Buyers appeared to be looking for just one of three things in digital media businesses:

  1. Shopping content, ideally with a loyal following and good organic, unpaid search rankings for low cost traffic acquisition
  2. A network of partners or publishers
  3. A technology relevant to the buyer’s audience

Here is a summary chart (thanks to GigaOM and TechCrunch for much of the data):

digitial media exits

Of course, there are supposed to be synergies in these areas. Having a big audience of consumers was not enough. Buyers want to know that a better mousetrap will not come along and simply steal the entire audience away (e.g., Friendster and Facebook in the U.S.; Techmeme and Technorati). And technologies need to be very complementary to a growth areas of a buyer’s lines of business.

In these deals, the buyers of the web applications seemed to fall into a few buckets.

  • Media firms, like CBS and Hearst.
  • eCommerce transaction facilitators, like Amazon and eBay.
  • Search firms with advertising businesses, like Microsoft and Yahoo!

While a severe recession will certainly impact the bottom line of these businesses, its hard to imagine a scenario that significantly impacts the debt-free, cash generation engines of Amazon, Microsoft and Google (each throws off greater than $1B in cash flow from operations annually).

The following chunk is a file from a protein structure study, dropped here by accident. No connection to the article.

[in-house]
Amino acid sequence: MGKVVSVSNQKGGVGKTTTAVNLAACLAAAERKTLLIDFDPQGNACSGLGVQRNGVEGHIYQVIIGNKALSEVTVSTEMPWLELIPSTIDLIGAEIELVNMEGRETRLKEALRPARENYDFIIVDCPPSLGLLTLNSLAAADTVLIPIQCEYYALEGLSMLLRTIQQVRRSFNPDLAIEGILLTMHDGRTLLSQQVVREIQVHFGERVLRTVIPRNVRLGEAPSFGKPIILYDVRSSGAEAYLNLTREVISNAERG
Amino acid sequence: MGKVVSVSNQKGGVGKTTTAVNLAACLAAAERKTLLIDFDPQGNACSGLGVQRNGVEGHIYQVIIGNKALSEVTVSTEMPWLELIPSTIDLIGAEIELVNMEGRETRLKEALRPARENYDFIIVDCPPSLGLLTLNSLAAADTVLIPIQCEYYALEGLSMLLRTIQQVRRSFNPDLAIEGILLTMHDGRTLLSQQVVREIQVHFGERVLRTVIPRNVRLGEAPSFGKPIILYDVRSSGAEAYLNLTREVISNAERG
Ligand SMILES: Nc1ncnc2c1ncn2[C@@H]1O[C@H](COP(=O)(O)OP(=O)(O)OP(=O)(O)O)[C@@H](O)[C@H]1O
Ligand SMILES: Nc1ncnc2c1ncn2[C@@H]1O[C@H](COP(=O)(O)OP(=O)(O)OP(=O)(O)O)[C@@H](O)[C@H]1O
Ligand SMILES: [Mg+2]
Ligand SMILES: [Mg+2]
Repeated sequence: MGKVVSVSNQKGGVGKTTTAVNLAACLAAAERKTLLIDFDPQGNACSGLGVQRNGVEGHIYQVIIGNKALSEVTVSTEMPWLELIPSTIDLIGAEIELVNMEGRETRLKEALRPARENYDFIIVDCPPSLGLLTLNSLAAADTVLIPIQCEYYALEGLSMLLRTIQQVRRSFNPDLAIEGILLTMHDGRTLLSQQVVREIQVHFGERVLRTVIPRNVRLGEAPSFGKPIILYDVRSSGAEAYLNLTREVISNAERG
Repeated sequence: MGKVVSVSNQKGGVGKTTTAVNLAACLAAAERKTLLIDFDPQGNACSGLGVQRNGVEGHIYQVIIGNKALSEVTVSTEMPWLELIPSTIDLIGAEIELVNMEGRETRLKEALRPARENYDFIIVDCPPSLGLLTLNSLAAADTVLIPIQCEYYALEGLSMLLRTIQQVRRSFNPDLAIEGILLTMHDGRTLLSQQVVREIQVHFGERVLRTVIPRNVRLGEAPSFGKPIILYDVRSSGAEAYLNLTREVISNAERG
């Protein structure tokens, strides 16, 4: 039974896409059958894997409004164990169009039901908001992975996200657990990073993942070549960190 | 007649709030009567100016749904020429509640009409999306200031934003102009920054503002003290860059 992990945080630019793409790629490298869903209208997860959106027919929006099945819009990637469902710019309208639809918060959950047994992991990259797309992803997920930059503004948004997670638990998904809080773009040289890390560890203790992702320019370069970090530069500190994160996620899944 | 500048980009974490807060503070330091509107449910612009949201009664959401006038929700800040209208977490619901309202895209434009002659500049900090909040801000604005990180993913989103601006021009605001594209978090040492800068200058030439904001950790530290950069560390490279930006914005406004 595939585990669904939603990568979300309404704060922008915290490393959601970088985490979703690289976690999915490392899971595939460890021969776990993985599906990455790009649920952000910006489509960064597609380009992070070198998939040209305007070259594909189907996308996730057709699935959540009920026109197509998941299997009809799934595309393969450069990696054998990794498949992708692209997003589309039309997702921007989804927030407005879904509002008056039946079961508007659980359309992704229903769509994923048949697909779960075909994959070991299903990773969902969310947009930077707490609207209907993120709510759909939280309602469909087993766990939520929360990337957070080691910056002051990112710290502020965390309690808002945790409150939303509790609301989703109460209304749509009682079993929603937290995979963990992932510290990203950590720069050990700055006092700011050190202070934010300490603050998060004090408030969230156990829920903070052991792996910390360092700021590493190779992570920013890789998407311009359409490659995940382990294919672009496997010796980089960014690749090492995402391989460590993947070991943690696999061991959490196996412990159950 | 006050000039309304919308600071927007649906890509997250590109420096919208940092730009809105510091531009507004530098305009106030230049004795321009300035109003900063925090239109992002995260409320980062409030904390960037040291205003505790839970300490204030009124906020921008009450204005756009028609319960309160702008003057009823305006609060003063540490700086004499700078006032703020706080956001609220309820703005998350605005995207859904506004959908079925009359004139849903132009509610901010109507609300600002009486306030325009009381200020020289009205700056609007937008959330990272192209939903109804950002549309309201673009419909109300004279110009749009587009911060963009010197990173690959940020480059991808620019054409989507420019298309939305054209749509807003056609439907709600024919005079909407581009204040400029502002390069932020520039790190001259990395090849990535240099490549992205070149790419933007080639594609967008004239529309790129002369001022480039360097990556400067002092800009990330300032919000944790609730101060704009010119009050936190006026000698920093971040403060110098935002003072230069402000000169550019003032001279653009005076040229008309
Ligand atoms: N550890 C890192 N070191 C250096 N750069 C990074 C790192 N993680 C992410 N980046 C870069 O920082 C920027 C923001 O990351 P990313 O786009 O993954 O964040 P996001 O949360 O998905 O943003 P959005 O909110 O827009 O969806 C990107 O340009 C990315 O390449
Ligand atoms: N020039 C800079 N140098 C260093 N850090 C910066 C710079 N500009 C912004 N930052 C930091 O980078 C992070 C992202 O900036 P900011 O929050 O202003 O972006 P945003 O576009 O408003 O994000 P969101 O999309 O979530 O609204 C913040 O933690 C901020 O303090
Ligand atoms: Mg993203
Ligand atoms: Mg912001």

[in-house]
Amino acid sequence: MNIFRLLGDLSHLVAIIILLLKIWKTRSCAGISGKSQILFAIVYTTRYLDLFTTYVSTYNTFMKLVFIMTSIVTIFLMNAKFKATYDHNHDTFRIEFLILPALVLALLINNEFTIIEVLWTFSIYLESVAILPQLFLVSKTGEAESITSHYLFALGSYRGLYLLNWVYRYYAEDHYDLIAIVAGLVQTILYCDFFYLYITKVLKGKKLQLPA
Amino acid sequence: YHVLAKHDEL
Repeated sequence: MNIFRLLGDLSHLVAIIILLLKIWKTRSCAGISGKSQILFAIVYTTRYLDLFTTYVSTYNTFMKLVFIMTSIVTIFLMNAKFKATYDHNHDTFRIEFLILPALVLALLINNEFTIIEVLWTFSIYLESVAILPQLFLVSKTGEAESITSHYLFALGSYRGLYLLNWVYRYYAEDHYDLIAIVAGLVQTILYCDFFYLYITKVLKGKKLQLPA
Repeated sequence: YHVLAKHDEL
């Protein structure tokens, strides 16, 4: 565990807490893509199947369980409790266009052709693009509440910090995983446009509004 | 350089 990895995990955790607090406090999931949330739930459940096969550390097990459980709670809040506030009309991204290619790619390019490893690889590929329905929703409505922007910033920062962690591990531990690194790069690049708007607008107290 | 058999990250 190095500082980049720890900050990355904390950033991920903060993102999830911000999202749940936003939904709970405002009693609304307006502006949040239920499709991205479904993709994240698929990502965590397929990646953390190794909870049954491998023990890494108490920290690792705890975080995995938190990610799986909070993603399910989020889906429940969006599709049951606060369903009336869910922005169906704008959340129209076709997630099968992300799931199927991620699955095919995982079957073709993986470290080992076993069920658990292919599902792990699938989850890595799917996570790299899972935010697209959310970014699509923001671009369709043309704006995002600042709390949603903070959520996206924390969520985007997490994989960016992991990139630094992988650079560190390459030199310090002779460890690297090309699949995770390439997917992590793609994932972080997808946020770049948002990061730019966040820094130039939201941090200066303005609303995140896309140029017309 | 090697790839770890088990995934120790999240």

An overview of the successes:

Sphere was bought by AOL for its network of partners who allow a pop up with AOL’s content featured. I put a deal like YouTube in this category because the network of publishers putting content on YouTube, and promoting it to their friends and readers, was difficult to replace.

Reddit was bought by CondeNast for its technology which could be given to audiences across CondeNast’s properties. It fits with CondeNast’s desire to do more online with communities. It was also far cheaper than Digg. Delicious was bought by Yahoo! for its technology to potentially improve search results and enable Yahoo!Buzz. Farecast has price prediction technology that fits with Microsofts push into eCommerce search. Skype was bought by eBay because it was thought that its technology would facilitate transactions in areas like autos where a conversation is helpful.

CNET, Daily Candy, Kaboodle, and DPReview have original content related to what people buy. These businesses often have a loyal following, email lists, and great organic search rankings. When buyers look for synergies, these business can provide existing content to new platforms or drive traffic to existing eCommerce sites or advertisers.  Also, they have loyal followings to strong brands that are unlikely to leave anytime soon.

What do you think?  Are there any other major things that buyers look for in a digital media business?

And stay tuned for Part II:  Why no one is buying Digg, even though its valued at $175 million.